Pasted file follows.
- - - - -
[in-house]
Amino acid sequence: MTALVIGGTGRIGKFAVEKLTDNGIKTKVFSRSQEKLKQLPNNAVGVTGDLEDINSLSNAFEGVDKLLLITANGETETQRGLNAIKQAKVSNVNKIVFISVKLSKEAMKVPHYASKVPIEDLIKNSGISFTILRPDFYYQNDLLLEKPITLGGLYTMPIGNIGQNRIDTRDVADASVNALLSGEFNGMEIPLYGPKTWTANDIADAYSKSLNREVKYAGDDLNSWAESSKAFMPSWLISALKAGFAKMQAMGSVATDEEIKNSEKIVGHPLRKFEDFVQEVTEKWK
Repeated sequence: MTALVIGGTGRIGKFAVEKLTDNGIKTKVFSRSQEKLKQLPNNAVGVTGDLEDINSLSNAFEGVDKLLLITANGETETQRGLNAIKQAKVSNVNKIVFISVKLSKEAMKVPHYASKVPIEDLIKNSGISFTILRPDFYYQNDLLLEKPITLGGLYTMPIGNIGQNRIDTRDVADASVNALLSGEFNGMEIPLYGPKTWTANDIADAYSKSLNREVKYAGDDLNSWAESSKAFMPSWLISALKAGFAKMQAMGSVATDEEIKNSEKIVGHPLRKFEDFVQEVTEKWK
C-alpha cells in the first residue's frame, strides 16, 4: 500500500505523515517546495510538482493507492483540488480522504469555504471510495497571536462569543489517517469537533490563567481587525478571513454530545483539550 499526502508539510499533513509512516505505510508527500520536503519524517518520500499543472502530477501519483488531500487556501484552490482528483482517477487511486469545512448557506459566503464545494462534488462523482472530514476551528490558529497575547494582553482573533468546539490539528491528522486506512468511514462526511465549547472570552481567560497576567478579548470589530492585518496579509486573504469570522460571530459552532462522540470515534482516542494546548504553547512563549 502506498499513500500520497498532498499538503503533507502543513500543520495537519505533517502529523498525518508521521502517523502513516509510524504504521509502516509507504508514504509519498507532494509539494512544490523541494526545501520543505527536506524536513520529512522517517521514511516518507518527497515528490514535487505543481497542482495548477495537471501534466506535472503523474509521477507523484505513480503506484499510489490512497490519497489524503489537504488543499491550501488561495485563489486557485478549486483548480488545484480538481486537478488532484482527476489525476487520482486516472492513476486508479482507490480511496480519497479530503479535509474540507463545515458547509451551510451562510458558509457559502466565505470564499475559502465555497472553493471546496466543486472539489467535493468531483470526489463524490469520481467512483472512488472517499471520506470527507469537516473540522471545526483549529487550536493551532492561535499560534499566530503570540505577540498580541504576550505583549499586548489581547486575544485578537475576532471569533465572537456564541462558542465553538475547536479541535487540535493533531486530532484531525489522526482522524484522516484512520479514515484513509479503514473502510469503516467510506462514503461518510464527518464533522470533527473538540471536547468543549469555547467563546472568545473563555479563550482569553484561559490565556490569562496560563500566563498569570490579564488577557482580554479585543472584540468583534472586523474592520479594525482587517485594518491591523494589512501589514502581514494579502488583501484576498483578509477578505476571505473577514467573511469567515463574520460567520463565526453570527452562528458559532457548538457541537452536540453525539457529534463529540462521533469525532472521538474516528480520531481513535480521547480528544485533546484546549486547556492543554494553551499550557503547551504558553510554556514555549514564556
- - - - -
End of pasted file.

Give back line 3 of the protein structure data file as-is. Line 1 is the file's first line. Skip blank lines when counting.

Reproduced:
Repeated sequence: MTALVIGGTGRIGKFAVEKLTDNGIKTKVFSRSQEKLKQLPNNAVGVTGDLEDINSLSNAFEGVDKLLLITANGETETQRGLNAIKQAKVSNVNKIVFISVKLSKEAMKVPHYASKVPIEDLIKNSGISFTILRPDFYYQNDLLLEKPITLGGLYTMPIGNIGQNRIDTRDVADASVNALLSGEFNGMEIPLYGPKTWTANDIADAYSKSLNREVKYAGDDLNSWAESSKAFMPSWLISALKAGFAKMQAMGSVATDEEIKNSEKIVGHPLRKFEDFVQEVTEKWK